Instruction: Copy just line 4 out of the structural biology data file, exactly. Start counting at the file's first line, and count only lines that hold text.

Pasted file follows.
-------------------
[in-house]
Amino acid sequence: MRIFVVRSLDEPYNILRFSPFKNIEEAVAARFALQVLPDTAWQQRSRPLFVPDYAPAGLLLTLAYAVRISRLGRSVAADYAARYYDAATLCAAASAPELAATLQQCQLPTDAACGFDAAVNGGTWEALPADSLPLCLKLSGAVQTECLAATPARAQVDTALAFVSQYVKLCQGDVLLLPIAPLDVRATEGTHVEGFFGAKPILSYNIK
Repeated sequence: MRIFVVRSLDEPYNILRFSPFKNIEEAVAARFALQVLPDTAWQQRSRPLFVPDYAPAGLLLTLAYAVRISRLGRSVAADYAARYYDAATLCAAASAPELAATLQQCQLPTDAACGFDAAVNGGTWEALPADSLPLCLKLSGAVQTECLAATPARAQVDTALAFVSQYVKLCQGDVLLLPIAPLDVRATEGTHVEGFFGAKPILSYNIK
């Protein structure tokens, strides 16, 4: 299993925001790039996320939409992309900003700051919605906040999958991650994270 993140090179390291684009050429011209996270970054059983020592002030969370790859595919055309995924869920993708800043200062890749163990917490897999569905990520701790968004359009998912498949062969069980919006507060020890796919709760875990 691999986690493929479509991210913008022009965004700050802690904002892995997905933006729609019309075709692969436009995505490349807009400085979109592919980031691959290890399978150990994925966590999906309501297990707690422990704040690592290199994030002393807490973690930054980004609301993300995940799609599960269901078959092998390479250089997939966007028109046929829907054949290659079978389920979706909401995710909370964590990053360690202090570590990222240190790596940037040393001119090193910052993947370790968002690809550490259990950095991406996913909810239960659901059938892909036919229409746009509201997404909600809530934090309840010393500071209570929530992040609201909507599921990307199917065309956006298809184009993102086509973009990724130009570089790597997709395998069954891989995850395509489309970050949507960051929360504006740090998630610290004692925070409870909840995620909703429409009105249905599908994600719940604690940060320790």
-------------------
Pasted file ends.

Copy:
């Protein structure tokens, strides 16, 4: 299993925001790039996320939409992309900003700051919605906040999958991650994270 993140090179390291684009050429011209996270970054059983020592002030969370790859595919055309995924869920993708800043200062890749163990917490897999569905990520701790968004359009998912498949062969069980919006507060020890796919709760875990 691999986690493929479509991210913008022009965004700050802690904002892995997905933006729609019309075709692969436009995505490349807009400085979109592919980031691959290890399978150990994925966590999906309501297990707690422990704040690592290199994030002393807490973690930054980004609301993300995940799609599960269901078959092998390479250089997939966007028109046929829907054949290659079978389920979706909401995710909370964590990053360690202090570590990222240190790596940037040393001119090193910052993947370790968002690809550490259990950095991406996913909810239960659901059938892909036919229409746009509201997404909600809530934090309840010393500071209570929530992040609201909507599921990307199917065309956006298809184009993102086509973009990724130009570089790597997709395998069954891989995850395509489309970050949507960051929360504006740090998630610290004692925070409870909840995620909703429409009105249905599908994600719940604690940060320790």